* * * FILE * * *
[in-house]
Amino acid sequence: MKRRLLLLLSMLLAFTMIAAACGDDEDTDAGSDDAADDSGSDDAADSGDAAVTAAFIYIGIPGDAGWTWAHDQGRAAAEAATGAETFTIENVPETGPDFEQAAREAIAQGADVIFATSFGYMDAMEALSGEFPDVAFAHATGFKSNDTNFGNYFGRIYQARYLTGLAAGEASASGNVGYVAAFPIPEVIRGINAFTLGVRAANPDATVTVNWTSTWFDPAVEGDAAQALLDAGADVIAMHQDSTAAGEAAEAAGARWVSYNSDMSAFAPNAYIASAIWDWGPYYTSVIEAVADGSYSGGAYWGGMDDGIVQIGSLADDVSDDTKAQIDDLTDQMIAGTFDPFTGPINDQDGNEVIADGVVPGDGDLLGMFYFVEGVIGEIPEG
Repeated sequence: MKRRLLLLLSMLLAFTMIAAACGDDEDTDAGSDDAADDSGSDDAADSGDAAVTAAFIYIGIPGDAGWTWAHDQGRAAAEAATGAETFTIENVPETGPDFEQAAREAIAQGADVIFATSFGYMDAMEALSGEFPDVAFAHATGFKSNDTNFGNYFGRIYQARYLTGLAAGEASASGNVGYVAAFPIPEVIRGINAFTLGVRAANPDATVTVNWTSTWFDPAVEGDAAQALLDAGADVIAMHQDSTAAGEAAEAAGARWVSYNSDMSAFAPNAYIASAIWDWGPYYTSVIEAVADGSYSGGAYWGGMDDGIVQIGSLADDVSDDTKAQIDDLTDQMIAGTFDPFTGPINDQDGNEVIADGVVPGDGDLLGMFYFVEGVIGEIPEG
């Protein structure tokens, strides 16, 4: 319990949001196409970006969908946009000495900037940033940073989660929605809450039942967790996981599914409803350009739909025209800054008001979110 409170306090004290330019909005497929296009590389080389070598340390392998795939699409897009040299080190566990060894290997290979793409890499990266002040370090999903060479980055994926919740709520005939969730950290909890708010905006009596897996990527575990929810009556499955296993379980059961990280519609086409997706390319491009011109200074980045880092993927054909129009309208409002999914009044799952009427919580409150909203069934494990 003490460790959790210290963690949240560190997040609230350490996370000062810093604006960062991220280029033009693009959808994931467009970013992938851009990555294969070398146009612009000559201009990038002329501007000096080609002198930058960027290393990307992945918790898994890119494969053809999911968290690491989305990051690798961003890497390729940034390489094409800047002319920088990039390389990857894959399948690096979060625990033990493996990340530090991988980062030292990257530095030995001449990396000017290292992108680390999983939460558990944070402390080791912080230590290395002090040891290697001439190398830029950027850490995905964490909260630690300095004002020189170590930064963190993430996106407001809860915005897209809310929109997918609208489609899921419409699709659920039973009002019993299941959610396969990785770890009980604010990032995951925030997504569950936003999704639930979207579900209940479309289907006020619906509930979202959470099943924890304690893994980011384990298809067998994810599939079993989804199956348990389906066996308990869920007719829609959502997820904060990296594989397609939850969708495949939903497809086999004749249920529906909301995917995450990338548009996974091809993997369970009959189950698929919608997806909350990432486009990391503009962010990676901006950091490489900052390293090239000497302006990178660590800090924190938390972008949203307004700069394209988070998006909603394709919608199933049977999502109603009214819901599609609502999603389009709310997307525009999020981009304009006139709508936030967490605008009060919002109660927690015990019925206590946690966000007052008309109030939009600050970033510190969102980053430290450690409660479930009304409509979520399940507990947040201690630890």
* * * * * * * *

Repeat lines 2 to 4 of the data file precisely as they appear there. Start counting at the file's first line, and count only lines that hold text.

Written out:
Amino acid sequence: MKRRLLLLLSMLLAFTMIAAACGDDEDTDAGSDDAADDSGSDDAADSGDAAVTAAFIYIGIPGDAGWTWAHDQGRAAAEAATGAETFTIENVPETGPDFEQAAREAIAQGADVIFATSFGYMDAMEALSGEFPDVAFAHATGFKSNDTNFGNYFGRIYQARYLTGLAAGEASASGNVGYVAAFPIPEVIRGINAFTLGVRAANPDATVTVNWTSTWFDPAVEGDAAQALLDAGADVIAMHQDSTAAGEAAEAAGARWVSYNSDMSAFAPNAYIASAIWDWGPYYTSVIEAVADGSYSGGAYWGGMDDGIVQIGSLADDVSDDTKAQIDDLTDQMIAGTFDPFTGPINDQDGNEVIADGVVPGDGDLLGMFYFVEGVIGEIPEG
Repeated sequence: MKRRLLLLLSMLLAFTMIAAACGDDEDTDAGSDDAADDSGSDDAADSGDAAVTAAFIYIGIPGDAGWTWAHDQGRAAAEAATGAETFTIENVPETGPDFEQAAREAIAQGADVIFATSFGYMDAMEALSGEFPDVAFAHATGFKSNDTNFGNYFGRIYQARYLTGLAAGEASASGNVGYVAAFPIPEVIRGINAFTLGVRAANPDATVTVNWTSTWFDPAVEGDAAQALLDAGADVIAMHQDSTAAGEAAEAAGARWVSYNSDMSAFAPNAYIASAIWDWGPYYTSVIEAVADGSYSGGAYWGGMDDGIVQIGSLADDVSDDTKAQIDDLTDQMIAGTFDPFTGPINDQDGNEVIADGVVPGDGDLLGMFYFVEGVIGEIPEG
């Protein structure tokens, strides 16, 4: 319990949001196409970006969908946009000495900037940033940073989660929605809450039942967790996981599914409803350009739909025209800054008001979110 409170306090004290330019909005497929296009590389080389070598340390392998795939699409897009040299080190566990060894290997290979793409890499990266002040370090999903060479980055994926919740709520005939969730950290909890708010905006009596897996990527575990929810009556499955296993379980059961990280519609086409997706390319491009011109200074980045880092993927054909129009309208409002999914009044799952009427919580409150909203069934494990 003490460790959790210290963690949240560190997040609230350490996370000062810093604006960062991220280029033009693009959808994931467009970013992938851009990555294969070398146009612009000559201009990038002329501007000096080609002198930058960027290393990307992945918790898994890119494969053809999911968290690491989305990051690798961003890497390729940034390489094409800047002319920088990039390389990857894959399948690096979060625990033990493996990340530090991988980062030292990257530095030995001449990396000017290292992108680390999983939460558990944070402390080791912080230590290395002090040891290697001439190398830029950027850490995905964490909260630690300095004002020189170590930064963190993430996106407001809860915005897209809310929109997918609208489609899921419409699709659920039973009002019993299941959610396969990785770890009980604010990032995951925030997504569950936003999704639930979207579900209940479309289907006020619906509930979202959470099943924890304690893994980011384990298809067998994810599939079993989804199956348990389906066996308990869920007719829609959502997820904060990296594989397609939850969708495949939903497809086999004749249920529906909301995917995450990338548009996974091809993997369970009959189950698929919608997806909350990432486009990391503009962010990676901006950091490489900052390293090239000497302006990178660590800090924190938390972008949203307004700069394209988070998006909603394709919608199933049977999502109603009214819901599609609502999603389009709310997307525009999020981009304009006139709508936030967490605008009060919002109660927690015990019925206590946690966000007052008309109030939009600050970033510190969102980053430290450690409660479930009304409509979520399940507990947040201690630890």